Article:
and no cattle in the stalls,
yet I will rejoice in the Lord,
    I will be joyful in God my Savior.

The Sovereign Lord is my strength;
    he makes my feet like the feet of a deer,
he enables me to tread on the heights.

-Habakkuk 3:17-19

You don’t need to see how everything will work out in order for things to work out. Just move!

 

A Holy Week

For those of you don’t know me personally, I have a knack for meeting people where they’re at spiritually. Some would say I have the gift of evangelism but I’ve always said that evangelism is a discipline, not a gift, but we can agree to disagree on that.

At my absolute worst (or best, depending on how you look at it), I have literally risked my job(s) on numerous occasions for the sake of the leading of the Holy Spirit. From passing out bibles to struggling clients, to leading a bible study in the kids club of a gym, I have tried my best to be a good and faithful servant. This isn’t for me to boast or brag about. I give in to the Spirit out of my gratitude that God has allowed me to fail at life and yet still love me.

As Christians, we talk a lot about how our religion is more about having a relationship with God, rather than adhering to a set of rules or customs. (I’d argue that there is beauty in the traditions of Christianity, though.) When we talk about our relationship with God, it’s all very serious. We discuss prayer and suffering, walking through the tough times with God at our side. It’s rare that we talk about God as friend, what that looks like, what that means.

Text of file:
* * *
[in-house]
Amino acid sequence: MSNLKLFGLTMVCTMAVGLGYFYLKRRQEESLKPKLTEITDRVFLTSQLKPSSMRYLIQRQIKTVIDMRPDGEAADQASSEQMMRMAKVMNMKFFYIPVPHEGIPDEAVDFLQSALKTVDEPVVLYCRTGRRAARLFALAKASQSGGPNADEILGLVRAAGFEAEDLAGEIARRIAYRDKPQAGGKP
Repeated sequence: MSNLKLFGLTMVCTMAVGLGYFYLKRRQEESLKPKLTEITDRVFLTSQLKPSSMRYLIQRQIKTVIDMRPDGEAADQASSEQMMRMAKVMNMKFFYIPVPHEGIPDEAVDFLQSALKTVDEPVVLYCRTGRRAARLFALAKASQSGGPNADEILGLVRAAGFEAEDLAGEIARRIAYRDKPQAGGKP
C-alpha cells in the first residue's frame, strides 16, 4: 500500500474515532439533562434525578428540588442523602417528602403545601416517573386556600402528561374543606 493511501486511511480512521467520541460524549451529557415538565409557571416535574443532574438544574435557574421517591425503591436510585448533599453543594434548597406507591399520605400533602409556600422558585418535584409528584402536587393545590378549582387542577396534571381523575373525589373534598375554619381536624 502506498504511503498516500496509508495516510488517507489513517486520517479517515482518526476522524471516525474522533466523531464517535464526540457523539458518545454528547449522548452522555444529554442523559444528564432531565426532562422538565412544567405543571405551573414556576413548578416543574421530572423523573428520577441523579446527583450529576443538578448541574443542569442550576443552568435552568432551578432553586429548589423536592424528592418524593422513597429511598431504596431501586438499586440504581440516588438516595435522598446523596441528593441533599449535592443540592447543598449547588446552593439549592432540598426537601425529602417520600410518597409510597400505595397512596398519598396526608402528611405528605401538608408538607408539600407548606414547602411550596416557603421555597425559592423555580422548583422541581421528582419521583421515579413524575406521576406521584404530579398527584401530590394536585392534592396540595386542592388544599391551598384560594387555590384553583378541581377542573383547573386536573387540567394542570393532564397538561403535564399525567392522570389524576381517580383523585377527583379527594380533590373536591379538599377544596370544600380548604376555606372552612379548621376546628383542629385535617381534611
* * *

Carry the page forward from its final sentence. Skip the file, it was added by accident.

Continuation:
But God is my dearest friend. I didn’t grow up in a family where relationships with God were modeled appropriately and for the first few years of my new life in Christ, I didn’t have much in the way of Christian fellowship or mentorship. I had to teach myself what it meant to be a new creation in Christ. It meant taking long walks alone, chatting with God about my day or what boy I liked that week. It meant reading my bible and asking God a lot of questions about why He allowed this or that to happen. I look back and smile at those times. While many have lamented about how hard it must have been to walk alone in Christ during that time, I treasure those years. If I could develop a relationship with God independent of others, until such a time came that I needed community to grow, anyone can find Christ buried deep within themselves.

If I could describe my relationship with God to anyone, I would explain a week like this. A holy week.